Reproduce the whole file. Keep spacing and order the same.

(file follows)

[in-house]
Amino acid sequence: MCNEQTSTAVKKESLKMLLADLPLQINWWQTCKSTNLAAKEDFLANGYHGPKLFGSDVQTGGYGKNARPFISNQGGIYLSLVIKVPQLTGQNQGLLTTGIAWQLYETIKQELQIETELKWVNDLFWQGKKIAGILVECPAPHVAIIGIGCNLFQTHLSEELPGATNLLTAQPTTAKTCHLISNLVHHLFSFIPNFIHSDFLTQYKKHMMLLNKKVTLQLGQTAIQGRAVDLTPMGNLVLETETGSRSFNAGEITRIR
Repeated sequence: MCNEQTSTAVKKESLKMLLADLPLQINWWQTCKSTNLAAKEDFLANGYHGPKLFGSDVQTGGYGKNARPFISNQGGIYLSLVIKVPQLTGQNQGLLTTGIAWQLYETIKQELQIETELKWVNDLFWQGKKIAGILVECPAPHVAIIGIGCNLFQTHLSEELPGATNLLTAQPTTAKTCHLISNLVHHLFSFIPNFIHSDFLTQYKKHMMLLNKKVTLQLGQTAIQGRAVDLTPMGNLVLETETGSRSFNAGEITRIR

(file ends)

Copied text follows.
[in-house]
Amino acid sequence: MCNEQTSTAVKKESLKMLLADLPLQINWWQTCKSTNLAAKEDFLANGYHGPKLFGSDVQTGGYGKNARPFISNQGGIYLSLVIKVPQLTGQNQGLLTTGIAWQLYETIKQELQIETELKWVNDLFWQGKKIAGILVECPAPHVAIIGIGCNLFQTHLSEELPGATNLLTAQPTTAKTCHLISNLVHHLFSFIPNFIHSDFLTQYKKHMMLLNKKVTLQLGQTAIQGRAVDLTPMGNLVLETETGSRSFNAGEITRIR
Repeated sequence: MCNEQTSTAVKKESLKMLLADLPLQINWWQTCKSTNLAAKEDFLANGYHGPKLFGSDVQTGGYGKNARPFISNQGGIYLSLVIKVPQLTGQNQGLLTTGIAWQLYETIKQELQIETELKWVNDLFWQGKKIAGILVECPAPHVAIIGIGCNLFQTHLSEELPGATNLLTAQPTTAKTCHLISNLVHHLFSFIPNFIHSDFLTQYKKHMMLLNKKVTLQLGQTAIQGRAVDLTPMGNLVLETETGSRSFNAGEITRIR